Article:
INTERVIEW: Pension industry takes a new path with change of law


Sundeep Raichura, Zamara CEO: We remain committed. FILE PHOTO | NMG 

Kenya’s largest pension funds administrator Alexander Forbes, has just rebranded to Zamara. The change in trade name came in the wake of a change in the company’s ownership that has cut foreign ownership in the firm to 30 per cent.

That shift was itself in line with the recently enacted legislation that caps foreign ownership of pension fund administrators at 40 per cent.

Ochieng Rapuro talked with Sandeep Raichura, the Zamara managing director on the state of the pension industry and what is on the cards for Zamara. 

How big is the pension industry in terms of assets and how is that shared out among the asset managers?

Total pension assets (including the NSSF) are estimated at just under Sh1 trillion. The industry has 19 licensed fund (asset) managers, 11 custodians and 30 administrators.

Zamara (formerly Alexander Forbes) is the largest pension fund administrator in Kenya in terms of both membership and assets under administration. The top six asset managers based on size of pension assets under management as at December 2016 were Sanlam (formerly Pinebridge) (at 17 per cent), GenAfrica (14pc), OMIG (11pc) Stanlib (10pc); ICEA (8pc) and Britam (at 5 per cent). 

In what asset classes are pension assets in Kenya currently invested?

The majority of assets are invested in traditional asset classes, namely equities and fixed income securities. Based on the latest Zamara Consulting Actuaries Survey, the weighted average allocation to fixed income securities and equities for segregated schemes is 64 per cent and 24 per cent respectively.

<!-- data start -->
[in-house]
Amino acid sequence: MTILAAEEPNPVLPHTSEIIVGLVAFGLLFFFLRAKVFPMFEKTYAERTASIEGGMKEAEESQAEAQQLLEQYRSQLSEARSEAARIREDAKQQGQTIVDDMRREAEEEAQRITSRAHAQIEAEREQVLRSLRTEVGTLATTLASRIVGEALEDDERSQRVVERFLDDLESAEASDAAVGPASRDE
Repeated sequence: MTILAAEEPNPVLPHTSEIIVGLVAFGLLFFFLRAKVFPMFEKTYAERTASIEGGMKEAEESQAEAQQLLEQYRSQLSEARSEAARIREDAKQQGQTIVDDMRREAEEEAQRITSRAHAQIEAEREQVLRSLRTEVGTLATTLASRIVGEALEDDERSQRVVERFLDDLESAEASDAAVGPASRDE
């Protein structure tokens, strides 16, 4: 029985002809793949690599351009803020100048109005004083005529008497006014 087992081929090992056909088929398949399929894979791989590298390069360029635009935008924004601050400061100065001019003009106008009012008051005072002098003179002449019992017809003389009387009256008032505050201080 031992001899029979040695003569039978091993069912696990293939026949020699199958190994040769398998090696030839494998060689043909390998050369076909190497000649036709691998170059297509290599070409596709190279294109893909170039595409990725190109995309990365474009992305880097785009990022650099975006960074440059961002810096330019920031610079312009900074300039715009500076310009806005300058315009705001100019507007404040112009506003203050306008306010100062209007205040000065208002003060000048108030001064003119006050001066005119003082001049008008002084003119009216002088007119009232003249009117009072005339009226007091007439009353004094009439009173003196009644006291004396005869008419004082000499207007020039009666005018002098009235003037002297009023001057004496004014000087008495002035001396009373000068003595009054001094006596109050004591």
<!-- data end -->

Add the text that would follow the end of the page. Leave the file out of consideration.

The overall proportion invested in property is 10.5 per cent, but it is only the larger schemes that invest in property. Average exposure to offshore investments stands at 1.5 per cent.

The proportion invested in alternative asset classes such as private equity is negligible, but there is a growing interest in this asset class. 

Pension industry growth has somewhat slowed down in recent years with annual returns now below the double digit returns of 2014. What are the prospects going forward and what should pension savers expect?

The investment performance in the last two calendar years has been impacted by a depressed equities market. In the year 2016 the NSE 20 share index declined 21.5 per cent while the NASI (Nairobi All Share Index) dipped 8.5 per cent.

The start of this current year has been shaky, but the investment performance has improved in the second and third quarters to date.

Based on the Zamara Consulting Actuaries Survey, the average performance for segregated pension portfolios for the one year ending 30 June 2017 was 13.8 per cent against an inflation rate of 9.2 per cent.

All things being equal, the 2017 performance to date appears to present a positive turnaround in performance.

What are the big pension sector policy and regulatory changes in the recent past and what has been their impact on the industry?